Regarding UNCLOS, all claimant countries from Southeast Asia are signatures and have rectified it. In the Spratly Islands dispute, ASEAN member countries justified their claims mostly based on UNCLOS through the Continental Self and EEZ (Keyuan, 2005). These countries claimed Continental Self and EEZ from the mainland or archipelago.

Meanwhile, China relied it claimed on Continental Self and EEZ from the Hainan islands.

However, the EEZ from Hainan islands cannot justify it claim to the whole of SCS.

2.4. Conflict Resolution and Diplomacy

According to Ramsbotham (2011), a group of pioneers from different disciplines saw the value of studying conflict as a general phenomenon, with similar properties whether it occurs in international relations, domestic politics, industrial relations communities, or families or between individuals. The field developed its own subdivisions, with distinct groups studying international crises, internal wars, social conflicts, and approaches ranging from negotiation and mediation to experimental games. With relations between superpower improving the ideological and military competition that had fuelled many regional conflicts was fading away (Ramsbotham, 2011).

The existence of many conflicts around the world has put on the shoulder of state to come out with techniques for resolving the conflicts. Thus, the growth and implementation of strategies peacefully in order to settle conflicts compared to the use of arms and violet methods widely known as ‘conflict resolution’ (Sikander, 2011). Conflict resolution is an appropriate method to achieve the best solution for the conflict in the Spratly Islands. There are two important elements in the conflict resolution which are the issues of the conflict itself and the relations because of the relations among actor.


Diplomacy is a process of how a state conduct communication with another state or other states by official means through appointed and recognised representatives.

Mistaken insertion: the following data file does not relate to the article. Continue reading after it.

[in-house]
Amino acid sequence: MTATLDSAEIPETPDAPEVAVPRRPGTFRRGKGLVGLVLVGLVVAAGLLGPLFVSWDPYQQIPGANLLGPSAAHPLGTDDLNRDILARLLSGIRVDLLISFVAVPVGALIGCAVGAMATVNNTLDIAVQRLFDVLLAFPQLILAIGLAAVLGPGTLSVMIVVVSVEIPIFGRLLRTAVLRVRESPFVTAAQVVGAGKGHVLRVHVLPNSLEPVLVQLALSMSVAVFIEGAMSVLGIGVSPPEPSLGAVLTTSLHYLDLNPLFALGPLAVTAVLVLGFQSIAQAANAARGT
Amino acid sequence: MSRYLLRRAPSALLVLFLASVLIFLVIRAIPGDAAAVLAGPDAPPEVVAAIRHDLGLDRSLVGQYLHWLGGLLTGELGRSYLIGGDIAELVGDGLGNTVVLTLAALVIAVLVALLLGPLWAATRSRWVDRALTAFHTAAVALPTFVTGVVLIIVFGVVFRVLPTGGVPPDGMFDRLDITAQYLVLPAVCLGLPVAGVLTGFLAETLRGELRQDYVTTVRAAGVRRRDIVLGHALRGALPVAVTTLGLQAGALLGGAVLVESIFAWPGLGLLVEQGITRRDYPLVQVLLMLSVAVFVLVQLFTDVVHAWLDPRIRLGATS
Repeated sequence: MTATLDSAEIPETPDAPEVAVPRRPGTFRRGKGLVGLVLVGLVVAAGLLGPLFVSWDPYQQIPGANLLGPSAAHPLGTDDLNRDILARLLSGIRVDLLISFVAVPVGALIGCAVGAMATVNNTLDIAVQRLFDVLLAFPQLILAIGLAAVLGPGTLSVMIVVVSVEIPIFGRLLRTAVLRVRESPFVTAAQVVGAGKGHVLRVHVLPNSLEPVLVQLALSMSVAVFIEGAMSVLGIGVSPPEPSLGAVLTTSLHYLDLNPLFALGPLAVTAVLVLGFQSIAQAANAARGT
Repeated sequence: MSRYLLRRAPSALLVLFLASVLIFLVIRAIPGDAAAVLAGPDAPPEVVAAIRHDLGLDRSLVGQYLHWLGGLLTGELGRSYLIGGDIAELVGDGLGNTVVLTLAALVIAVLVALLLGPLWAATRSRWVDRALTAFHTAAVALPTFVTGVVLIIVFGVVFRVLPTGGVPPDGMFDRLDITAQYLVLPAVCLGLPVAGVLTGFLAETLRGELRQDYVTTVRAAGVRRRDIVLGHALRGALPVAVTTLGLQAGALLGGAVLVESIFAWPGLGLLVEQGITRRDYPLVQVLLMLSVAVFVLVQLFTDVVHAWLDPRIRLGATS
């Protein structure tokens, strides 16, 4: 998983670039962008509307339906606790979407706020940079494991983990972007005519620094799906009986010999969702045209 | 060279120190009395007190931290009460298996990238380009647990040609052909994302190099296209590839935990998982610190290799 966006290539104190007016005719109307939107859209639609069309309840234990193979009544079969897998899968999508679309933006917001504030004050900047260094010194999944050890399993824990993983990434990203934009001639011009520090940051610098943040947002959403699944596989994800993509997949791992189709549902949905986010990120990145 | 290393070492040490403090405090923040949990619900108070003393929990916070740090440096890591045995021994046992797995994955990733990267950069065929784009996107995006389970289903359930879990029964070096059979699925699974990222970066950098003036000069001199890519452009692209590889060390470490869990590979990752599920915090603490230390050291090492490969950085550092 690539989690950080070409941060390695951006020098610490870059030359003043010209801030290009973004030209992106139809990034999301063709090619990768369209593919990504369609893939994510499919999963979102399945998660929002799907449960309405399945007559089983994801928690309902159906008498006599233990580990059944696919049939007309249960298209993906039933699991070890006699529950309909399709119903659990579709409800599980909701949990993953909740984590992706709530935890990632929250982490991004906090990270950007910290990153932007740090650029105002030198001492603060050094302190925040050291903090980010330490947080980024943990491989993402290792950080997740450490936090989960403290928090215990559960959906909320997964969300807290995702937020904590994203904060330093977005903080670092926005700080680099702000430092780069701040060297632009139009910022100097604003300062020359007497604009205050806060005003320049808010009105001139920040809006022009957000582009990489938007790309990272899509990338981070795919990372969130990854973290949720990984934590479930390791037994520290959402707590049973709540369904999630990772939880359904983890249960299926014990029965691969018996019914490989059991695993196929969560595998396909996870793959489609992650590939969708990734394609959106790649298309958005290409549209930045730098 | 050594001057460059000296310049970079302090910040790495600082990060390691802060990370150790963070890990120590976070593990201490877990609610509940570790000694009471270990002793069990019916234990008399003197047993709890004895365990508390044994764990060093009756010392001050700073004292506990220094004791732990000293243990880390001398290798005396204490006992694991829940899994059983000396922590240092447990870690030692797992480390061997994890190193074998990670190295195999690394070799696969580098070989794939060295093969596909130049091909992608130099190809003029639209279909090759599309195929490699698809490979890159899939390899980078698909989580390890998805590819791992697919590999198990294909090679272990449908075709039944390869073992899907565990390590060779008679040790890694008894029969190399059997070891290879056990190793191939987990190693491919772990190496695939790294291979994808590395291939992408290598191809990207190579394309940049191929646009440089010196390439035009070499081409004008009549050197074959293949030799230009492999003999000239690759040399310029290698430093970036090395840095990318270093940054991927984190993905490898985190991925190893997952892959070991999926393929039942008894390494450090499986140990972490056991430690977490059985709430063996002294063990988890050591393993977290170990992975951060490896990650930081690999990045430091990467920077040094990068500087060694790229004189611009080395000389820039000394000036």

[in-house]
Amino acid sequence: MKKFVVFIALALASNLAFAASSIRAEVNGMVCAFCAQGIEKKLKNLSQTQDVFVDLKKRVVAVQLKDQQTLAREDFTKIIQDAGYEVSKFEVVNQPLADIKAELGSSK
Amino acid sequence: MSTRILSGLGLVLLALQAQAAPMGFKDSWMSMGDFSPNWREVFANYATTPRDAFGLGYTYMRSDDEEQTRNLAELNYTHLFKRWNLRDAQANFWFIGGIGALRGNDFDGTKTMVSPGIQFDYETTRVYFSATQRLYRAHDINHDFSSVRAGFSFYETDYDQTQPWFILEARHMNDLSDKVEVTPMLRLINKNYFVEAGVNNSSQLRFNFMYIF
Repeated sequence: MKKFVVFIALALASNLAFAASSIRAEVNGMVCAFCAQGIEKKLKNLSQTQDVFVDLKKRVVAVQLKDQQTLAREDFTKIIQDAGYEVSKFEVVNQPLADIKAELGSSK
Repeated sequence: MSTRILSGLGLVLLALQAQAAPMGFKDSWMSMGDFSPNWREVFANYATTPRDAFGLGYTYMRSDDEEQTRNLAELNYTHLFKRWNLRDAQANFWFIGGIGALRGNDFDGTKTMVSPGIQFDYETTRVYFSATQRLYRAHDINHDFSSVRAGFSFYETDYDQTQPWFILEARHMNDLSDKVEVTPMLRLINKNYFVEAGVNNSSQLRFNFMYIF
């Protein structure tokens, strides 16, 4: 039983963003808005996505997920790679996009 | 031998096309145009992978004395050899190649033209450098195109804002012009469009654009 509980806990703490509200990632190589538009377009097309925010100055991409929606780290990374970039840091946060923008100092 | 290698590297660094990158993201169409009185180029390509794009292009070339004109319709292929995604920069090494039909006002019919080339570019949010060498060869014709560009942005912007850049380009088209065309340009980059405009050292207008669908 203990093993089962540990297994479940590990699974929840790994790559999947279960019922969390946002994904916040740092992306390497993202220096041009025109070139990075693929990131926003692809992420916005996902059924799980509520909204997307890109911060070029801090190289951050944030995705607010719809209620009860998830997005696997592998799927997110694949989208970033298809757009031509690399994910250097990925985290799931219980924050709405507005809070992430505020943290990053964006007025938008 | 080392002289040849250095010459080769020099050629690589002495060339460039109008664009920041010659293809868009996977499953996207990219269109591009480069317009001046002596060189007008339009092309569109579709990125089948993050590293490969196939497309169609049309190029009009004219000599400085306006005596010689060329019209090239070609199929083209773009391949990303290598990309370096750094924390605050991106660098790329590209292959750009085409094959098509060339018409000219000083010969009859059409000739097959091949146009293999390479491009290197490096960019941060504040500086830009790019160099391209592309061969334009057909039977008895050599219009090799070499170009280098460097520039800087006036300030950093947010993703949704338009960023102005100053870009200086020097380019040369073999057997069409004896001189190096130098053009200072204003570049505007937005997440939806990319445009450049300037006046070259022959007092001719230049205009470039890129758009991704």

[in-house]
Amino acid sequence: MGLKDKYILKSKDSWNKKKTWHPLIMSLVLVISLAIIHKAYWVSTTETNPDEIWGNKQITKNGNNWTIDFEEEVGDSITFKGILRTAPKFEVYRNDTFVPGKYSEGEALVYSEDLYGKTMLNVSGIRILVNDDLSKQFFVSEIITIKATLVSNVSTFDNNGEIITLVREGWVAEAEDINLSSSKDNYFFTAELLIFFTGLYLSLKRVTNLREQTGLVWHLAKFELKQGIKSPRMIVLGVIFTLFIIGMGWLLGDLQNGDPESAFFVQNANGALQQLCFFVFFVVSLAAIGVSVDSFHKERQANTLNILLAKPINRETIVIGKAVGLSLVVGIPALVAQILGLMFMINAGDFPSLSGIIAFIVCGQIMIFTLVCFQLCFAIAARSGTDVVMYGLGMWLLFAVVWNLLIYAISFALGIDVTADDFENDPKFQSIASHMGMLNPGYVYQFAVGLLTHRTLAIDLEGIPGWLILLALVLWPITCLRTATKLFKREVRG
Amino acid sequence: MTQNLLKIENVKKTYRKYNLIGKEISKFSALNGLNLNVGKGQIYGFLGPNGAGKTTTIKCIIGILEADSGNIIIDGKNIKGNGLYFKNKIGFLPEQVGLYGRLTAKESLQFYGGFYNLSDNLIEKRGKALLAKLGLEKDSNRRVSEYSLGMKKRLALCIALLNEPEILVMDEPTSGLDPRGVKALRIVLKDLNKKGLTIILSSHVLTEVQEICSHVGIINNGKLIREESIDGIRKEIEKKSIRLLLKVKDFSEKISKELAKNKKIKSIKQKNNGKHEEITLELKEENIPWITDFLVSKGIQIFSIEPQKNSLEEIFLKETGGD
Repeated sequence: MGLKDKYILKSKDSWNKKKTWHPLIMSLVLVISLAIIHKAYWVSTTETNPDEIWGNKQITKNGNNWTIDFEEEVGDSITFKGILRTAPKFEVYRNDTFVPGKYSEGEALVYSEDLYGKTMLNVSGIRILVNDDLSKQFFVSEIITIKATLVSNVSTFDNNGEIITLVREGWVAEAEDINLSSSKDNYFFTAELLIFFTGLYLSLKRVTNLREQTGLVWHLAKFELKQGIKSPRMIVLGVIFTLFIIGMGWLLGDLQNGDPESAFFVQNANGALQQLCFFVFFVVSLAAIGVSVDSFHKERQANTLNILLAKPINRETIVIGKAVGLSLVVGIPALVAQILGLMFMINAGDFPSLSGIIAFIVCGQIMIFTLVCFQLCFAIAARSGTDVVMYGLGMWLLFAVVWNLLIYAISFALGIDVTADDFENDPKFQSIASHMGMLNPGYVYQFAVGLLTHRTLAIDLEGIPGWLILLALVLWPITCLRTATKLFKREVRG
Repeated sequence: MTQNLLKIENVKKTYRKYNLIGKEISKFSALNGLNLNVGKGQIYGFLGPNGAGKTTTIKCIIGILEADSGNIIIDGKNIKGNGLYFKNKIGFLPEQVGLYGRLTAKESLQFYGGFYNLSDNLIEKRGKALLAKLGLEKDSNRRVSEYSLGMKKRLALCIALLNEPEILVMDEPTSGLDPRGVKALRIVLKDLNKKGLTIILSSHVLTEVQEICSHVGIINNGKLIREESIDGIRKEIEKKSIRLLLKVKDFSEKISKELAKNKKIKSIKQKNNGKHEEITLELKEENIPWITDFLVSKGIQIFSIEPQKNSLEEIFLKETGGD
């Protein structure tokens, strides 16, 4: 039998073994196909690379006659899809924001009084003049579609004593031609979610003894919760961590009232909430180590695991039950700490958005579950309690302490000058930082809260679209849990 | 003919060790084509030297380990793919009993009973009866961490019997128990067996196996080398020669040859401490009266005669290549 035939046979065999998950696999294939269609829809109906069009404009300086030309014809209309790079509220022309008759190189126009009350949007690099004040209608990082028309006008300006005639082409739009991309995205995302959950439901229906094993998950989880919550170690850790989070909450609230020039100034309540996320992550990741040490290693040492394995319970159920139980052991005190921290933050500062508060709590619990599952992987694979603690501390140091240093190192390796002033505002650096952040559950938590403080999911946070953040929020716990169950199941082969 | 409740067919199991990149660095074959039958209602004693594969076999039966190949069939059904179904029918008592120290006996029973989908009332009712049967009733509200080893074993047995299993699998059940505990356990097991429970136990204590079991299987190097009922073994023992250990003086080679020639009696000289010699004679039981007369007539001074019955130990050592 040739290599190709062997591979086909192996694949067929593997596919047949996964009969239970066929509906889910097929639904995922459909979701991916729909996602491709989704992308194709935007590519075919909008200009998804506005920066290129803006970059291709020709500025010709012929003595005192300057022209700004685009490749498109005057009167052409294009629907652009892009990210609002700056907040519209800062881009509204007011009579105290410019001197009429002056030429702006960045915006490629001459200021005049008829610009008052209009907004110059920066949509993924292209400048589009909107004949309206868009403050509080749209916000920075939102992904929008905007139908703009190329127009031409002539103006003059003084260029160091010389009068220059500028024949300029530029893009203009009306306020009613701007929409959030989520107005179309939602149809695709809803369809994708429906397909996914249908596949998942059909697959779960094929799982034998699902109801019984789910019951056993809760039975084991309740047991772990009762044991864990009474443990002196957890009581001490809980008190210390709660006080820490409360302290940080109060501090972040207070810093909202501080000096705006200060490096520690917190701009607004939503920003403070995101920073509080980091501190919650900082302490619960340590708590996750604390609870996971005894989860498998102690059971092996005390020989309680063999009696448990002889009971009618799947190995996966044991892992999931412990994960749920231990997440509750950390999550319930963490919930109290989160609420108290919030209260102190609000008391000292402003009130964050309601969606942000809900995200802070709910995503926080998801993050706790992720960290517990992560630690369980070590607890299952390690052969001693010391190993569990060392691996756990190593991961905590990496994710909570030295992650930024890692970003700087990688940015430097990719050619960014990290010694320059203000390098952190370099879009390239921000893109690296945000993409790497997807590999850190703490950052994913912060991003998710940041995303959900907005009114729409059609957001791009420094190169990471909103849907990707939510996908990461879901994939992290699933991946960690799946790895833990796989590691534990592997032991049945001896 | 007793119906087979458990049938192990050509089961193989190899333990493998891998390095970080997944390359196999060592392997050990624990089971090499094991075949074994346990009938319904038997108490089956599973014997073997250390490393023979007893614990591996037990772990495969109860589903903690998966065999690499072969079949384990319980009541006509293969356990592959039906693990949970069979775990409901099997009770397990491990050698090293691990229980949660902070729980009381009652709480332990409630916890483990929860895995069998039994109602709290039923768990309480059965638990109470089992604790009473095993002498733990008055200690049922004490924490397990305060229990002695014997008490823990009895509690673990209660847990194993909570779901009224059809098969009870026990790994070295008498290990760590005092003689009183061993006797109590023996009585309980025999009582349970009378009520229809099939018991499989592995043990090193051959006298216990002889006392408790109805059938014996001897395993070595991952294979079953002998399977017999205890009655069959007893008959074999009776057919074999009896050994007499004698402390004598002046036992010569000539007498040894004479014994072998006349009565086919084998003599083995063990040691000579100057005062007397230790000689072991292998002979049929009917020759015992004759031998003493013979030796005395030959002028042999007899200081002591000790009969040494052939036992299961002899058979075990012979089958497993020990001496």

Diplomacy is one tool to settle international conflict and influencing conflict resolution.

To some extent it is an art of persuading states to solve bilateral or multilateral conflicts through peaceful means. In the Spratly Islands dispute, in order to have a positive resolution to the conflict, it is pertinent to ensure that all claimant states have the common middle ground to compromise during the bilateral or multilateral diplomacy.

Code of Conduct (CoC) introduced by ASEAN in managing a peaceful solution for the Spratly Islands dispute.

3. Methodology

Methods of data collection for this research are through interviews and secondary data to get complete and in-depth information. The method is fully used to grasp any information regarding the dispute.

4. Finding & Discussion

4.1. ASEAN Way of Conflict Management (AWCM)

According to Oishi (2018), we may see the AWCM as a mechanism for achieving peace within the Southeast Asian organization, stemming from the crucial life of the ASEAN regime incubator. The essence of bringing regional stability lies in the fact that the ASEAN member states do not project a threat or a destabilizing force on each other, except in the presence of conflicts between themselves, especially territorial ones, or within themselves domestically. This goal is achieved by preventing or halting interstate disputes while avoiding the internationalization of intrastate conflicts. The first target was reached by the ASEAN member states' restrained conflict. According to Caballero (2005), as stated in the previous segment, these states understood too well that their own fragility did not allow them to wage war with each other. Self-restraint also concentrated on the core principles, norms and beliefs that exist in South East Asia, such as dialogue (musyawarah), consensus (mufakat) and economic, political and cultural commitment 'agreement to disagree' and respected relationships forged within ASEAN.

According to Bercovitch and Oishi (2010), the second goal was to ensure the complete non-interference of the Member States with each other's domestic relations. Rebel forces within a country, for example, could not expect assistance from other ASEAN states, nor should the suppression of ethnic minorities, at least officially, provoke protests from other states. It made it infinitely easier to manage this form of conflict until it meant that intra-state conflicts did not cross national borders. Per state can afford to use a wide range of measures to deal with intra-state abuse, from hard to soft, without having to worry about regional consequences.

According to (Oishi, 2018), it is possible to define two basic features of the AWCM, Second, it was distinguished by a strongly state-centric policy. High independence was practiced by the national government, sufficiently removed from the media, in the handling of the conflict. Governments agreed within themselves in an interstate war that they would not pursue violence outside those boundaries. This was accompanied by strict supervision by the authority by the national media. As a consequence, by provocative news reports or comments, it restrained the media from inflaming popular feelings. In intra-state conflicts, the central government has long considered itself the only legitimate player in the country's political system, regulating a number of conflict